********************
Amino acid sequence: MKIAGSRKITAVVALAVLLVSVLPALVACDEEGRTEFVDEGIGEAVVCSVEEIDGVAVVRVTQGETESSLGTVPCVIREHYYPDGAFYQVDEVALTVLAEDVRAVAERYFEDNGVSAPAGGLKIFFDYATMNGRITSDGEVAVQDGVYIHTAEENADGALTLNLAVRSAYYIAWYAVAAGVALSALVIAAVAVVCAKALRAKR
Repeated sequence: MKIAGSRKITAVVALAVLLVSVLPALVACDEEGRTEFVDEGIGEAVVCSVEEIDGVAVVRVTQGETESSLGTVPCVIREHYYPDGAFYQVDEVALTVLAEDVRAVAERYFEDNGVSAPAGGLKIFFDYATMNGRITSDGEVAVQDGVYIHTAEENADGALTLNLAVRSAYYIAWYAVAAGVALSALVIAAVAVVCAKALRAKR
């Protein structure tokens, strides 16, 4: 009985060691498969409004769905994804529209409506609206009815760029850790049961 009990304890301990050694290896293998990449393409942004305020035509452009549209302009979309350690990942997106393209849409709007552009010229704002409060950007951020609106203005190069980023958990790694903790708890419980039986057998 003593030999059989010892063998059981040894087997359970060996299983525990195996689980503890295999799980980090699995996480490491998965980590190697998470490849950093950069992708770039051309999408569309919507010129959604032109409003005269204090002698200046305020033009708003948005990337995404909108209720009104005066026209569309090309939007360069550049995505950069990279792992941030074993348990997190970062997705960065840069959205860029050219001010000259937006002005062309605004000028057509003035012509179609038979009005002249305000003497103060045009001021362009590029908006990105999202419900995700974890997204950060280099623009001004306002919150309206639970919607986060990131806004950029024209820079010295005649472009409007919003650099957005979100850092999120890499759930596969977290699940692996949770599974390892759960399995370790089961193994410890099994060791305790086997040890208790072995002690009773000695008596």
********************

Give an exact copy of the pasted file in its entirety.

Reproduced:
Amino acid sequence: MKIAGSRKITAVVALAVLLVSVLPALVACDEEGRTEFVDEGIGEAVVCSVEEIDGVAVVRVTQGETESSLGTVPCVIREHYYPDGAFYQVDEVALTVLAEDVRAVAERYFEDNGVSAPAGGLKIFFDYATMNGRITSDGEVAVQDGVYIHTAEENADGALTLNLAVRSAYYIAWYAVAAGVALSALVIAAVAVVCAKALRAKR
Repeated sequence: MKIAGSRKITAVVALAVLLVSVLPALVACDEEGRTEFVDEGIGEAVVCSVEEIDGVAVVRVTQGETESSLGTVPCVIREHYYPDGAFYQVDEVALTVLAEDVRAVAERYFEDNGVSAPAGGLKIFFDYATMNGRITSDGEVAVQDGVYIHTAEENADGALTLNLAVRSAYYIAWYAVAAGVALSALVIAAVAVVCAKALRAKR
């Protein structure tokens, strides 16, 4: 009985060691498969409004769905994804529209409506609206009815760029850790049961 009990304890301990050694290896293998990449393409942004305020035509452009549209302009979309350690990942997106393209849409709007552009010229704002409060950007951020609106203005190069980023958990790694903790708890419980039986057998 003593030999059989010892063998059981040894087997359970060996299983525990195996689980503890295999799980980090699995996480490491998965980590190697998470490849950093950069992708770039051309999408569309919507010129959604032109409003005269204090002698200046305020033009708003948005990337995404909108209720009104005066026209569309090309939007360069550049995505950069990279792992941030074993348990997190970062997705960065840069959205860029050219001010000259937006002005062309605004000028057509003035012509179609038979009005002249305000003497103060045009001021362009590029908006990105999202419900995700974890997204950060280099623009001004306002919150309206639970919607986060990131806004950029024209820079010295005649472009409007919003650099957005979100850092999120890499759930596969977290699940692996949770599974390892759960399995370790089961193994410890099994060791305790086997040890208790072995002690009773000695008596």